By Paul Dye

Ruffed Grouse Cock - Courtship Display

For years now I've been getting calls and letters inquiring about obtaining and raising grouse, and now, since publishing our website, I've been getting even more by e-mail. Most all have heard that grouse are more difficult than pheasants and quail to breed and keep, and are looking for "expert" advice. Well, I don't think you'll find any experienced and successful grouse breeders that will admit to being an expert. You certainly won't lure me into that trap. It's not that you can't be successful, because you can; you just have to be constantly attentive and able to "roll with the punches", changing tactics whenever new problems arise. The term "troubleshooting" used so extensively in science fields, is really ideal here, as success depends on the ability to analyze a problem and take immediate action to correct it.

In my approximately 12+ years of breeding and raising grouse I have had some success with three species: Ruffed, Blue and Willow Ptarmigan. I've also been keeping Franklin Spruce Grouse, but as yet with no breeding success. The only one I've been consistently successful in propagating every year is the Ruffed, partly because consistently getting new blood of the Blue and Willow has been almost impossible, leading to a dead-end, unless I'm willing to inbreed, which I'm not.


The much touted difficulty in keeping grouse is probably a result of their lifestyles in the wild. Over thousands of years they have evolved to survive in isolated, pristine and relatively pollution-free habitats. They are ideally suited to thrive in a very unique set of environmental conditions to which they very gradually adapted. They seem to lack the "adaptive" qualities of mallards, ringneck pheasants, and many of the quail species. This is obvious from experiences in the wild that show how easily they're impacted by habitat changes, such as irresponsible levels of logging, development and pollution.


So, the first step is to use the above understanding as your basis for designing and building your grouse keeping and breeding facilities. If you have a chance to visit one of the few consistently successful grouse breeders, by all means do so. You'll find that most, if not all, have separate facilities for rearing and breeding. The objective of this is to keep young grouse, whose immune systems have not yet "toughened up", away from parasites (such as worms, mites, etc) and bacteria as much as possible. This is accomplished by the use of wire-bottomed pens, especially designed for ease of cleaning and to keep all local predators away. The objective of the wire bottoms is to keep the grouse from contacting ground-borne earthworms, insects and rodents that are frequently the intermediate hosts for the parasites and bacteria that are so harmful. The details of the design of such facilities will of course depend on your local soil, weather, and predator conditions. Predators are an important consideration, as grouse can be easily lost as a result of explosively flying into the tops of their enclosures. Predators also can cause undue stress that manifests itself in increased sickness and reduced breeding success.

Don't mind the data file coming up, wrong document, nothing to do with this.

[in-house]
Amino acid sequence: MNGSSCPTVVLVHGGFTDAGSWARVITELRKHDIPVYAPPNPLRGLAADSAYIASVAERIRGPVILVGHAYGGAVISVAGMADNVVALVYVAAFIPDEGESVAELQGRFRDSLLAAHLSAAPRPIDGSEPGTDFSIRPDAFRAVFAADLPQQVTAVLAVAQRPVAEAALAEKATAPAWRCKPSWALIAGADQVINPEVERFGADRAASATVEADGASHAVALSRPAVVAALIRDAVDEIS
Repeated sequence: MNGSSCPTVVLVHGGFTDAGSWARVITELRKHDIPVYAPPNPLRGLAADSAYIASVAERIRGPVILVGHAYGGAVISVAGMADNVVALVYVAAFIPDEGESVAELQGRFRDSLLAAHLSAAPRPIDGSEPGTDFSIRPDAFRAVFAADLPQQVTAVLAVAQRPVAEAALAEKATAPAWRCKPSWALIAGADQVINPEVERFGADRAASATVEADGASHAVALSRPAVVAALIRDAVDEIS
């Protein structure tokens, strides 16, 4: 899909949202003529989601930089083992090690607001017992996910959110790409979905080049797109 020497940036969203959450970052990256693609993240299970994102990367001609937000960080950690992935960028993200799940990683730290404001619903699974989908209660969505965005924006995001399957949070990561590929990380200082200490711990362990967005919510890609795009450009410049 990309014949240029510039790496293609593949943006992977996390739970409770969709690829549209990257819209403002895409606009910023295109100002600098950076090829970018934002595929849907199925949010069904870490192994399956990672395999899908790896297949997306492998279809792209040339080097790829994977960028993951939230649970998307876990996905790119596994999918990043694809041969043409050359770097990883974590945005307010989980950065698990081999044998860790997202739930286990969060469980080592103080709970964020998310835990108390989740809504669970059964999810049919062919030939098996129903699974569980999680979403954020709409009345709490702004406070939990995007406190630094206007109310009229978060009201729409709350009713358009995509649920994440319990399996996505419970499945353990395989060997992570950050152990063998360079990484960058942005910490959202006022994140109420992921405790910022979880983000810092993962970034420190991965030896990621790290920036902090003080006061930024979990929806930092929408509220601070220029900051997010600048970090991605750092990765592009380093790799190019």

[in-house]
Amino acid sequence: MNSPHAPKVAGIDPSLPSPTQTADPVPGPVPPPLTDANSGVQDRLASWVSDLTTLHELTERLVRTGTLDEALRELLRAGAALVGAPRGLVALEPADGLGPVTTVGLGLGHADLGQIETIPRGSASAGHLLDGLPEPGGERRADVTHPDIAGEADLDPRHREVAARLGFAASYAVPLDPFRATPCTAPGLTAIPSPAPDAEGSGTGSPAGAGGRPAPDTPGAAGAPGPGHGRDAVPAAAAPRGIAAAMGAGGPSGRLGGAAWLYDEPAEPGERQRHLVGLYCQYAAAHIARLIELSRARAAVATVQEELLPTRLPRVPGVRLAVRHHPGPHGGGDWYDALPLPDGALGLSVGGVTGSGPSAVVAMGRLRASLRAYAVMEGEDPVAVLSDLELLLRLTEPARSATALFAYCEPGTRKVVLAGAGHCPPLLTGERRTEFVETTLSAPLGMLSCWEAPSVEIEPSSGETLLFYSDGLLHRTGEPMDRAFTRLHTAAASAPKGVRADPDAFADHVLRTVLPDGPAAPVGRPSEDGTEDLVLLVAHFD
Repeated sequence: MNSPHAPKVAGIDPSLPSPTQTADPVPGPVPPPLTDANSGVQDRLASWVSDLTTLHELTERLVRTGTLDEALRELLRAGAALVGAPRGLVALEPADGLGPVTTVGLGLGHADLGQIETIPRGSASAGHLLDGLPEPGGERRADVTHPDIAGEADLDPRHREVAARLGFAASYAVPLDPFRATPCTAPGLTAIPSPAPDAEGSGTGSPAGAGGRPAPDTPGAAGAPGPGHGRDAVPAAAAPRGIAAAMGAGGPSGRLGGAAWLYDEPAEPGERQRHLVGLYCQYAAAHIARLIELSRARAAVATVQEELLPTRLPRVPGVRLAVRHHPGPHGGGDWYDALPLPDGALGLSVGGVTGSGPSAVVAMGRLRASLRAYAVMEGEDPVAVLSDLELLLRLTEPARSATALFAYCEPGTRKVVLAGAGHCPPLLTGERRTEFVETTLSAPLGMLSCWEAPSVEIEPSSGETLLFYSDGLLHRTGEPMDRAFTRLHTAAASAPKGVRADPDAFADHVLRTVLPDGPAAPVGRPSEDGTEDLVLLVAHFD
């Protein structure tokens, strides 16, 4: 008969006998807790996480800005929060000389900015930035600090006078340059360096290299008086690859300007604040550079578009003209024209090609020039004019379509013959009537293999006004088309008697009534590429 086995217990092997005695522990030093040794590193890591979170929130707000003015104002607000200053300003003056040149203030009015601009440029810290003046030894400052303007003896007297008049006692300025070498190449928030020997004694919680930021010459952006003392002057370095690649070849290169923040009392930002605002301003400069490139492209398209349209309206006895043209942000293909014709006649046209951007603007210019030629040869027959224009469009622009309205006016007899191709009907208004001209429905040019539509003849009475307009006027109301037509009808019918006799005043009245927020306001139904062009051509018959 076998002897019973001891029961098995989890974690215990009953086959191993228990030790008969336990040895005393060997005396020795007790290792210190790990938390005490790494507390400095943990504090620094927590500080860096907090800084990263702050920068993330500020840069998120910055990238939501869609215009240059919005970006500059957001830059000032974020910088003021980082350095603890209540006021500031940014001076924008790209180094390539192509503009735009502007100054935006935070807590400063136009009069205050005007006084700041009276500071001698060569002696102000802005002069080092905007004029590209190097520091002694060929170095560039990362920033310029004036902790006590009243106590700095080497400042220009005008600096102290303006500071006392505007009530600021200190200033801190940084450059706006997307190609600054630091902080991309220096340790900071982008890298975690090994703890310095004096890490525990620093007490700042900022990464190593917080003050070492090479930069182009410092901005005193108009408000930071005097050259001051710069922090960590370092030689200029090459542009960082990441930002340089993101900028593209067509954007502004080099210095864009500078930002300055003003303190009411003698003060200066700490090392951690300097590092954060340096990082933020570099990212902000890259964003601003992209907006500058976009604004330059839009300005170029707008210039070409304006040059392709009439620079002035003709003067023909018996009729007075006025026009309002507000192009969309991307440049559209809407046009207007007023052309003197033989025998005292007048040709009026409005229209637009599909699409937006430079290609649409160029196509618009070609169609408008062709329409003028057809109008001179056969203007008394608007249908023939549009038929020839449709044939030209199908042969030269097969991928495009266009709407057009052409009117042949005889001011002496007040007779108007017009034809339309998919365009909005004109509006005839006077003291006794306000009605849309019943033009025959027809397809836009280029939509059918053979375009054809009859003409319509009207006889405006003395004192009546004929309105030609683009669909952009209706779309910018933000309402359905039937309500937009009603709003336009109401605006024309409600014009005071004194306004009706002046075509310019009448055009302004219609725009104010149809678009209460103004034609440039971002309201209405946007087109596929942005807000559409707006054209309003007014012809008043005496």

While I'm aware that some grouse breeders also utilize wire-bottomed facilities for breeding I am not one of those. I prefer to put my breeders on the ground for breeding season, knowing that this will require extra vigilance regarding cleanliness and necessitate occasional worming of those breeders. It's important if you plan to use this approach to start with clean ground, unused by other poultry or gamebird species that might have contaminated the site. This is because grouse have proven to be uniquely susceptible to pathogens that often are only a minor bother to these other species. Even from year to year, and if these facilities are only used for grouse breeding, it is imperative that they be thoroughly cleaned, sanitized and rodent proofed. I've found that using 4 to 6" of clean sand tends to be an effective way of discouraging earthworms, although it makes the task of landscaping the enclosures much more difficult. I've solved this problem by obtaining a truckload of unsold christmas trees each holiday season and using them to decorate and provide nesting cover in my pens the following spring. They also serve the need to provide secluded hiding places for the females when their pen-mates tend to get overly amorous.

A frequently asked question regards the size facilities I use and recommend. My rearing/holding pens run from 2'X3' to 2'X4' and are designed for easy cleaning, and to accommodate 1 grouse, although I usually put 2 in each initially with a heat lamp when they're first moved outdoors from our brooding facilities. Having one of their brooder mates with them seems to reduce the stress of first experiencing the out-of-doors, with it's day and night cycles. I then separate them into their own individual quarters after about 2 weeks, before any serious aggression begins.